[5.6] Secondly, any loss of subtlety or depth that might attach to the direct identification of a sustained note and structural head is amply compensated for by the fact that a “note” (svar) in Indian music has an acknowledged life beyond mere pitch and duration. This is a life lived in microcosm—for example in the way Rajput plays with the vowel formants of the sustained Ga in phrases vii and x of the ālāp (at 1:16–1:22 and 2:05–2:17 of the recording), and also in the near-ubiquitous tiny ornaments (alankār) that decorate the sustained svar, and further decorate the decorations. The analytical implications of this suggest a possible culture clash, since Lerdahl and Jackendoff incline against systematic analysis of musical minutiae and tend to focus on higher levels—a point to which I shall return in the final section.

[5.7] Thirdly, this seemingly straightforward conflation of empirical and theoretical salience does not obtain at every level. At the micro-level just mentioned, and at meso- and macro-levels still to be discussed, further complexities in the identification and grouping of structural heads arise, which will presuppose additional preference rules.

Example 6. Time-span reduction analysis of phrases i–ii of ālāp: (a) surface level (b) including next hierarchic level

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[5.8] With this last point in mind, let us now consider assumption 3, regarding the higher-level groupings of successive heads. If correctly founded, this assumption would show the operation of syntactic principles well beyond the musical surface that could be understood as ultimately generating it. As an initial step in building a time-span reduction, Example 6 graphs the relationship between phrases i and ii.(20) Example 6(a) shows Sa () and .Ni (.) as the heads of their respective phrases (their status is readily discerned from the transcriptions in Example 5). These two heads in turn form a group in which, as the right-branching tree structure indicates, the .Ni of phrase ii is heard as an elaboration of—and hence subordinate to—the Sa of phrase i. In other words, and as Example 6(b) indicates, Sa functions as the head of this analytical level (a), and maintains a presence in the next level (b) of the TSR, while .Ni is reduced out.

[5.9] In the first instance, such judgments are made intuitively; but under what kind of preference rule could they be formally corroborated? APR 1, which served well in identifying heads at the surface level, will not suffice here, since Sa and Ni are not of perceptibly different lengths and hence cannot be discriminated on grounds of duration. (This is where the qualifier “perceptibly” comes into play, for while these tones may be of objectively different lengths, they are similar enough to be perceived in context as being of equivalent length and hence also functionally equivalent.)(21) Accordingly, a further preference rule is warranted. The rationale for Sa as the head in Example 6 is largely self-evident: Sa is the tonic, and, like the tonic in Western common-practice tonality, Sa determines the ultimate presiding level: sooner or later, all departures from it, at whatever level, will return there.(22) As in Western music, then, the function as well as the duration of a pitch is significant in determining its hierarchic status. Hence:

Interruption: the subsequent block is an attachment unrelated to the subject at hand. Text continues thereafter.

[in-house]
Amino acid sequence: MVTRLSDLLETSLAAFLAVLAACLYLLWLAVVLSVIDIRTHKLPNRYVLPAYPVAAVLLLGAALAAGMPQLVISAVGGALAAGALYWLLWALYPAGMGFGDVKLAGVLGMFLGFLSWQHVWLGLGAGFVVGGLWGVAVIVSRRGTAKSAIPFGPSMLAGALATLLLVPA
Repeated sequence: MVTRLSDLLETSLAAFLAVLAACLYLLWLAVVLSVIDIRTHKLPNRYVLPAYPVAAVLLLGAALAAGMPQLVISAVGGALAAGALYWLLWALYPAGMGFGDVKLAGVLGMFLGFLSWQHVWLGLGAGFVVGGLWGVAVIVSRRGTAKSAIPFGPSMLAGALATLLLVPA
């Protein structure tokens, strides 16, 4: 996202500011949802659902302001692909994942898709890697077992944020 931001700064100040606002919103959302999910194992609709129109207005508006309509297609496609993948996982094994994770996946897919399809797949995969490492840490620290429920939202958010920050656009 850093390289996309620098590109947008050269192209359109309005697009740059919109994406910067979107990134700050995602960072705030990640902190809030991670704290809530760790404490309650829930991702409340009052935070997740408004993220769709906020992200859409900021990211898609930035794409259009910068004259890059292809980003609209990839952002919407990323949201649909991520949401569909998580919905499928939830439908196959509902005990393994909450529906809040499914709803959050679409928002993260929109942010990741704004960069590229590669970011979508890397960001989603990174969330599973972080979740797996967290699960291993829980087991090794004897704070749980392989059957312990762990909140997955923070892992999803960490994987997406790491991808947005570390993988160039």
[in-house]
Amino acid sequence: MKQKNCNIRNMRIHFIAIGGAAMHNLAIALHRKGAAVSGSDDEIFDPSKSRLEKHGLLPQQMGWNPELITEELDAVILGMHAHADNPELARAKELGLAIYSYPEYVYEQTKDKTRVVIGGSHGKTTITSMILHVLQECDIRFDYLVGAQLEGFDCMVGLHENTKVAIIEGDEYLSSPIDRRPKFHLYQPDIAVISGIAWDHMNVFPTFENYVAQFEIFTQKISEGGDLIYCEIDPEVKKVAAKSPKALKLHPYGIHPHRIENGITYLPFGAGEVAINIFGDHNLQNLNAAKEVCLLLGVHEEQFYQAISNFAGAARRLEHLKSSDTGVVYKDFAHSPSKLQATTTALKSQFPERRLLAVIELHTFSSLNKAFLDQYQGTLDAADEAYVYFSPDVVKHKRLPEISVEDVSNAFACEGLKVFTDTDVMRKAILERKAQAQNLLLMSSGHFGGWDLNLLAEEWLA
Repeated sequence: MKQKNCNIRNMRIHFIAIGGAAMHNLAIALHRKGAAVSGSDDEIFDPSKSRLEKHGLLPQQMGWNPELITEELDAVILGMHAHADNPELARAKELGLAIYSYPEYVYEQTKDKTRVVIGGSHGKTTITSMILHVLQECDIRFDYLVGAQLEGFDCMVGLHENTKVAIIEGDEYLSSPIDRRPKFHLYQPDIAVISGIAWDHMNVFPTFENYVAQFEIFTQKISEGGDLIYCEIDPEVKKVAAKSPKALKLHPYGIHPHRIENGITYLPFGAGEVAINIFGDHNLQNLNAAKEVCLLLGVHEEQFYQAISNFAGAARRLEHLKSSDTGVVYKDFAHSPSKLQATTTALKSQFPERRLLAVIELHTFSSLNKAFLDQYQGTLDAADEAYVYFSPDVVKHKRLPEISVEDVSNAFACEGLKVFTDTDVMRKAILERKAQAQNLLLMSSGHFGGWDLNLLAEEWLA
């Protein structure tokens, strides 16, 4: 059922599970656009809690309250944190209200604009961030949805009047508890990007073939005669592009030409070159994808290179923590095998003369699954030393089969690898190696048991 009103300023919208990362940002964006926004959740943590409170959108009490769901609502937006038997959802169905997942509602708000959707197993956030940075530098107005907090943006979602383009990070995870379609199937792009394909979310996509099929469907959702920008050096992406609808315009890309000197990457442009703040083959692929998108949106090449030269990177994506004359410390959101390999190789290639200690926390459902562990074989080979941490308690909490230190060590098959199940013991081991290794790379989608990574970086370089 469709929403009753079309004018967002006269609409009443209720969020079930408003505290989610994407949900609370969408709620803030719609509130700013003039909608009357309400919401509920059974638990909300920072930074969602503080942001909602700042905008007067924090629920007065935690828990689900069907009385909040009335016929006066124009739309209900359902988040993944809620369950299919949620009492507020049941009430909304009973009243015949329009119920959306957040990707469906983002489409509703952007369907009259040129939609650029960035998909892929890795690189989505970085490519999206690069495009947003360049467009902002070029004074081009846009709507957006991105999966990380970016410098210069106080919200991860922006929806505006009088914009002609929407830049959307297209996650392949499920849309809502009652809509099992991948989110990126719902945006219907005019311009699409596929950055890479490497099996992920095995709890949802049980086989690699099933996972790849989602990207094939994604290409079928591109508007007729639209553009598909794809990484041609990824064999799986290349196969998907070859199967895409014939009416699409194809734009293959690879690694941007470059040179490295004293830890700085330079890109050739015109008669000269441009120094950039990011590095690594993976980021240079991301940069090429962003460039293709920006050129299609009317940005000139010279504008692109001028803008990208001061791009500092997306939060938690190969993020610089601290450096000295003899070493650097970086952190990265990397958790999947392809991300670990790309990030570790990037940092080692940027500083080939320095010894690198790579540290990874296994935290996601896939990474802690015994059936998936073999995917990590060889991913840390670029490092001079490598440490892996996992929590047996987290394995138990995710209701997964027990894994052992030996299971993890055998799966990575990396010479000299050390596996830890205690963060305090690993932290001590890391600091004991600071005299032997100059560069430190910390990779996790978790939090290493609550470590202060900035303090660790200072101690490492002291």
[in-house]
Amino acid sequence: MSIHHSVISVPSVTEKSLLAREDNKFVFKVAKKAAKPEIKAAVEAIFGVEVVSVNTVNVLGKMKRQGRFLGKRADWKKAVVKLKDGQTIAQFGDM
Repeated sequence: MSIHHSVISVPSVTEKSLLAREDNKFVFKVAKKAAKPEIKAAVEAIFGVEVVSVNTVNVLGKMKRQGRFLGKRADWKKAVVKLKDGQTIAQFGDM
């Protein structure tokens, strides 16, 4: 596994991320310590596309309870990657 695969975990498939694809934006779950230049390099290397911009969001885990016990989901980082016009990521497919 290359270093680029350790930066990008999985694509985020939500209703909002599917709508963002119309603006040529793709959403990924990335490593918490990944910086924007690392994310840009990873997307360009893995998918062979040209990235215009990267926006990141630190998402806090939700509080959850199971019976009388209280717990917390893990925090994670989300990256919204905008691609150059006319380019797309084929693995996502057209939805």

APR 2 (tonic function)   Where there are rival candidates for a head of a time span and one of them is Sa, prefer Sa.(23)

[5.10] While this rule resolves the current matter of the choice between Sa and Ni, it is not difficult to foresee situations where neither rival candidate for a head is Sa. What then? Such cases would still need to refer to pitch function, but in terms of the grammar specific to the rāg. This itself comprises a hierarchy, with (in Bhatkhande’s language) the vādī and saṃvādī tones being of the greatest importance, and, after this, other tones having relative prominence (for example, Pa () in Rāg Yaman). From this we can posit the following further preference rule:

APR 3 (pitch function in rāg grammar)   Where there are rival candidates for a head and neither of them is Sa, prefer the svar (pitch) that has relatively greater importance in the rāg grammar (typically vādī or saṃvādī).(24)

The stability of a rāg may be underwritten by a convergence of these rules in performance. In this opening period of our Yaman ālāp, for example, .Ni is particularly salient and stable against Sa, being prolonged in a number of the opening phrases (APR 1) and functioning as the saṃvādī tone of Yaman (APR 3).

[6] Phrases i–vi: meso-level analysis and the question of the diachronic

Example 7. Time-span reduction of phrases i–iii (alternative analyses)

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Example 8. Time-span reduction of phrases i–iv

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Example 9. Time-span reduction of phrases i–vi

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[6.1] We now have enough basic axioms to complete a time-span reduction of the opening period of the performance, phrases i–vi. At this stage in the analysis I want to raise a further issue that forms part of this essay’s critique of GTTM. This concerns a matter that is somewhat repressed in GTTM but that cannot be so readily avoided in relation to improvised performances such as Hindustani classical music: their generation in real time. As mentioned above, one of the working assumptions of GTTM is that the score of a work is always available in its entirety for consultation. GTTM’s analyses are synchronic: any given detail can always be considered in the light of the larger whole at whatever level is necessary; as Lerdahl and Jackendoff put it, “we will be concerned only with the final state of [the listener’s] understanding” (GTTM, 3–4). But the essence of an improvised performance is that it is diachronic: at any given moment, the rest of the performance—and with this, its structure—does not exist in any finalized form; future content that might be used to make judgments on what we are actually hearing, or have just heard, is not yet available. Meanings often remain ambiguous and open, not least to the performer. Hence the following time-span reduction of Rajput’s ālāp attempts to map the performance as it is delivered and conceived: as an accumulation of phrases whose future content is not fully known.